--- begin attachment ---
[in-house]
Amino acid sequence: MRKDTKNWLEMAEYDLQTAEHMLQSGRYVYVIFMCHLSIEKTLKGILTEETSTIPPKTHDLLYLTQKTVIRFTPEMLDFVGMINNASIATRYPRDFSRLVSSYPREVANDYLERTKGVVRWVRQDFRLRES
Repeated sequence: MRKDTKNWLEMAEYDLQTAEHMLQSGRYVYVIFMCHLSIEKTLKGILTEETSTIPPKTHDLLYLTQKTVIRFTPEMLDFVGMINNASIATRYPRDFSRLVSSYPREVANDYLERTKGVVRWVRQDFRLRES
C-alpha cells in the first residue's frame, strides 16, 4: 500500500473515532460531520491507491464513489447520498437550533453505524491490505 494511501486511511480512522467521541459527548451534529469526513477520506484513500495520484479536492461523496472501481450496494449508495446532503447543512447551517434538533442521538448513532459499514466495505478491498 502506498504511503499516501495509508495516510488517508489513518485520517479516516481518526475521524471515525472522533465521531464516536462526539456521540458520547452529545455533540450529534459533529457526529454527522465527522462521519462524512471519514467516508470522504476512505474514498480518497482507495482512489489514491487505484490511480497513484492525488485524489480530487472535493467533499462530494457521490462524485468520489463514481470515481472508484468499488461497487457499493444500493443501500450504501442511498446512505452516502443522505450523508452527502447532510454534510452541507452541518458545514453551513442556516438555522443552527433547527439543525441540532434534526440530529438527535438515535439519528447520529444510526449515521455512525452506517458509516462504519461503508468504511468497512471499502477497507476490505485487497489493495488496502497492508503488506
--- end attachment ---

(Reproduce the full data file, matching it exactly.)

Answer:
[in-house]
Amino acid sequence: MRKDTKNWLEMAEYDLQTAEHMLQSGRYVYVIFMCHLSIEKTLKGILTEETSTIPPKTHDLLYLTQKTVIRFTPEMLDFVGMINNASIATRYPRDFSRLVSSYPREVANDYLERTKGVVRWVRQDFRLRES
Repeated sequence: MRKDTKNWLEMAEYDLQTAEHMLQSGRYVYVIFMCHLSIEKTLKGILTEETSTIPPKTHDLLYLTQKTVIRFTPEMLDFVGMINNASIATRYPRDFSRLVSSYPREVANDYLERTKGVVRWVRQDFRLRES
C-alpha cells in the first residue's frame, strides 16, 4: 500500500473515532460531520491507491464513489447520498437550533453505524491490505 494511501486511511480512522467521541459527548451534529469526513477520506484513500495520484479536492461523496472501481450496494449508495446532503447543512447551517434538533442521538448513532459499514466495505478491498 502506498504511503499516501495509508495516510488517508489513518485520517479516516481518526475521524471515525472522533465521531464516536462526539456521540458520547452529545455533540450529534459533529457526529454527522465527522462521519462524512471519514467516508470522504476512505474514498480518497482507495482512489489514491487505484490511480497513484492525488485524489480530487472535493467533499462530494457521490462524485468520489463514481470515481472508484468499488461497487457499493444500493443501500450504501442511498446512505452516502443522505450523508452527502447532510454534510452541507452541518458545514453551513442556516438555522443552527433547527439543525441540532434534526440530529438527535438515535439519528447520529444510526449515521455512525452506517458509516462504519461503508468504511468497512471499502477497507476490505485487497489493495488496502497492508503488506